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Issue 202: Cultured Cuisine

Homemade Kefir

Homemade Kefir
Serves 1 or 2

1 quart raw goat’s or cow’s milk
1 packet kefir starter

Pour milk into quart-size Mason jar. Add kefir starter. Set in a room temperature area for 12 to 48 hours, then transfer to refrigerator. (A cupboard is an ideal place to ferment.) The temperature range should be between 70 to 75 degrees. Kefir can last several months in the refrigerator and will become more sour over time.

Recipe courtesy of Jordan Rubin

Greek Yogurt

Dr. Brasco’s Greek Yogurt

1 quart plus 2 Tablespoons raw milk or organic, pasteurized, non-homogenized, full-fat, milk from cows, sheep or goats OR for thicker yogurt, you can substitute the milk with 1 pint + 2 Tablespoons of cream and 1 pint of milk
2 Tablespoons Bulgarian or Greek starter OR 2 heaping Tablespoons of raw plain OR organic, full-fat plain yogurt with live active cultures

You will need:
Non-metal colander
Cheesecloth or other filter like a large coffee filter
Large, non-metal bowl
One-quart glass Mason jar
Wooden spoon
Cooking thermometer
Yogurt maker or slow cooker

Pour milk into a medium saucepan and heat it over low-to-medium heat until it reaches about 110 degrees Fahrenheit. Remove from heat, and with a wooden spoon, whisk in the Bulgarian or Greek starter OR the 2 heaping Tablespoons of raw plain OR organic, full-fat plain yogurt with live active cultures. If you have a yogurt maker, then just pour this mixture into it and culture it for about eight to 12 hours.

If using a slow cooker, pour the milk mixture into a 1-quart glass Mason jar and cover the jar with a non-metal lid or cover. Place the milk-filled Mason jar in the center of the slow cooker and pour warm water (about 110 degrees Fahrenheit) into the ceramic basin until it reaches just below the Mason jar top. Cover the slow cooker with a warm towel and leave in a warm spot in your kitchen for eight to 12 hours. After eight to 12 hours, remove the milk yogurt from the yogurt maker or slow cooker and place it in the refrigerator to chill for about two to four hours. After the yogurt has set up, remove 2 Tablespoons of the mixture to use as your starter for your next batch of Greek yogurt. Place the starter back in the refrigerator.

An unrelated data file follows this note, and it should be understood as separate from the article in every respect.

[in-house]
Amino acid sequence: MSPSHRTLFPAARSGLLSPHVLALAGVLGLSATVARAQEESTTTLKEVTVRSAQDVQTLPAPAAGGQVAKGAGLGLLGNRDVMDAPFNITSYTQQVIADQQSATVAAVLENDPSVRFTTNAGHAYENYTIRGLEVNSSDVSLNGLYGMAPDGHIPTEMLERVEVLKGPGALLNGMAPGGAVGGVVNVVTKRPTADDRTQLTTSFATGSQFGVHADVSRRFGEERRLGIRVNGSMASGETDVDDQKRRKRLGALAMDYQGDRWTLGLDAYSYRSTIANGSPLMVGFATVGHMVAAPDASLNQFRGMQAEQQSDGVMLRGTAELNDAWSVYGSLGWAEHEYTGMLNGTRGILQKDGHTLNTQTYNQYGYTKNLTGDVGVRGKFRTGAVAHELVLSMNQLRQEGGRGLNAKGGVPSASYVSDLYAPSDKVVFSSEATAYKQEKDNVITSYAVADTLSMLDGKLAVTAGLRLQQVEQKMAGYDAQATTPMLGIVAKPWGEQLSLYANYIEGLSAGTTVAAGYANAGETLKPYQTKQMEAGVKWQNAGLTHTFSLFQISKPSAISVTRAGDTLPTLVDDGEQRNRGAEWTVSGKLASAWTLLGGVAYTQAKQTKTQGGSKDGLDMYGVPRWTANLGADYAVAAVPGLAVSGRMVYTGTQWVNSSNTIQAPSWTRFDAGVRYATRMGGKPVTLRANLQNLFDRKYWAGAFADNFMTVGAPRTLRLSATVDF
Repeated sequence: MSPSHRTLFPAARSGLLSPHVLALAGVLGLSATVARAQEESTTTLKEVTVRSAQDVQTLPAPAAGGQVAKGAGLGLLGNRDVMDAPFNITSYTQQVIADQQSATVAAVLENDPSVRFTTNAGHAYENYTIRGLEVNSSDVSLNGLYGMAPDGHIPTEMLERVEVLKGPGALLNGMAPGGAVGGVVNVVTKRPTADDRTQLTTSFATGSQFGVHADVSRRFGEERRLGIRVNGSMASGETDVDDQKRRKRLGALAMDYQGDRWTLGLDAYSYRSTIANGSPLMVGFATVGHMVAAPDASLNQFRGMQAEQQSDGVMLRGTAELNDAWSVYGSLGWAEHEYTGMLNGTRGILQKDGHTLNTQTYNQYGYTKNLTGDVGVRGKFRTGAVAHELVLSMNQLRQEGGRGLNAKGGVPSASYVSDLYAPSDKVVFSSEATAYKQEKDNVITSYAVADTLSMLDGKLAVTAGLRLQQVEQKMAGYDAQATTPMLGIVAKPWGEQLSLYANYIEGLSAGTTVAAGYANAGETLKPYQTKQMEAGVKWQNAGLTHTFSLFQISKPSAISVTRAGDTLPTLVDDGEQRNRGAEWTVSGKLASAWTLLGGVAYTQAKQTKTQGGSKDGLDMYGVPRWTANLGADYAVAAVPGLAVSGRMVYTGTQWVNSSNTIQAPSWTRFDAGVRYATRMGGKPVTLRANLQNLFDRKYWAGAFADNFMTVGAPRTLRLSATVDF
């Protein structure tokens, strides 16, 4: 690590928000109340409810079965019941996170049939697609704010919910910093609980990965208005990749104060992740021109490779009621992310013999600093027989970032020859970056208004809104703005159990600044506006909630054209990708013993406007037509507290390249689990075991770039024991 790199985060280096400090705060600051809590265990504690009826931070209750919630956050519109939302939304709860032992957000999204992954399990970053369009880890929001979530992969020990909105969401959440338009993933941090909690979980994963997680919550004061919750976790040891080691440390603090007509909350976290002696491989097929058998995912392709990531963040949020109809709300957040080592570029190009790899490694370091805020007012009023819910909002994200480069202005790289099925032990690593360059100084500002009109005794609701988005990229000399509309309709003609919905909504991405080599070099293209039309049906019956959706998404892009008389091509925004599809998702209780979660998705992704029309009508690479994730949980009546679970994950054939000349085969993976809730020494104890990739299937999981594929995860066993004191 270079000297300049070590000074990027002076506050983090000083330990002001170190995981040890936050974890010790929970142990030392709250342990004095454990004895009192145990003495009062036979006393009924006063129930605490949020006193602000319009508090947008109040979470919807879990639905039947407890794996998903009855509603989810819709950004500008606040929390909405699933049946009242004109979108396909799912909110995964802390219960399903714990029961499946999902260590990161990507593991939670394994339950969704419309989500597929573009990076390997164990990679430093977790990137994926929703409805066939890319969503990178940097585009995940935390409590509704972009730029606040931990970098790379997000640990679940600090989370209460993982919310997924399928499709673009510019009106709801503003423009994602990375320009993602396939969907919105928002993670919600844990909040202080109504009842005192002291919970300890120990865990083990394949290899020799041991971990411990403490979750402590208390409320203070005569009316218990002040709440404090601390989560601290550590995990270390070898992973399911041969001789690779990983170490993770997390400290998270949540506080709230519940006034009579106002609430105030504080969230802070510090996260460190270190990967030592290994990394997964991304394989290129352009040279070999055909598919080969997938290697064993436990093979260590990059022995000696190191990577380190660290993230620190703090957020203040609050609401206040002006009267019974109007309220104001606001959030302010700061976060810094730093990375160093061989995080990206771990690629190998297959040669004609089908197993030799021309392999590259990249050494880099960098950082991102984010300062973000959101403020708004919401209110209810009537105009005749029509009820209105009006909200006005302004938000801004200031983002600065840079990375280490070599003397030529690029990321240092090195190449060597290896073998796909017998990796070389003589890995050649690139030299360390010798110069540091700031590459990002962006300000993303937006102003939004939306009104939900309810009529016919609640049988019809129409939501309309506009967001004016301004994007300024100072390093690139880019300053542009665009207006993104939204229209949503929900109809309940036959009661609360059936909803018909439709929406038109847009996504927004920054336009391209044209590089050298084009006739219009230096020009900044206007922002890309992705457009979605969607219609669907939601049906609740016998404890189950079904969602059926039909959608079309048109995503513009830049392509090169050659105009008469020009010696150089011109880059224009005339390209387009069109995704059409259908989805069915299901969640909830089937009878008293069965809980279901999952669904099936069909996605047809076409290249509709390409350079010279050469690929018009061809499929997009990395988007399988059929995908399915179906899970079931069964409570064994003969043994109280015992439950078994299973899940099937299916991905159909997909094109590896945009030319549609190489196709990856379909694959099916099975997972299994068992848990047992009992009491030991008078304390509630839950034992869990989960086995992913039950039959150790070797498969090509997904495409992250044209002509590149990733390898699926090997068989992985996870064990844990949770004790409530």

Place the colander inside the large bowl and line it with a cheesecloth or other filter. Strain the yogurt. Liquid should settle at the bottom of the bowl, leaving a thick, creamy Greek yogurt in the lined colander. Serve plain or combined with fresh fruit and nuts or sweetened with some raw honey. You may also use it as a substitute for sour cream.

Recipe courtesy of Dr. Joseph Brasco

Creme Fraiche

Extraordinary Crème Fraiche (French Fermented Cheese)
Makes about 2 cups

2 cups cream—raw OR organic, pasteurized, non-homogenized, full fat
4 Tablespoons buttermilk—raw OR organic, pasteurized, non-homogenized, full fat

With a wooden spoon, mix the cream and the buttermilk in a quart-size glass Mason jar. Put the lid on the jar and leave it at room temperature for a full 24 hours. Then refrigerate for 6 hours prior to serving. Serve plain, or you can sweeten it with a little raw honey or add some vanilla. You can also use it as a cream cheese base for vegetable dips or to top flaxseed crackers or a sprouted bagel.

Recipe courtesy of Dr. Joseph Brasco


This information is intended for educational and informational purposes only. It should not be used in place of an individual consultation or examination or replace the advice of your health care professional and should not be relied upon to determine diagnosis or course of treatment.

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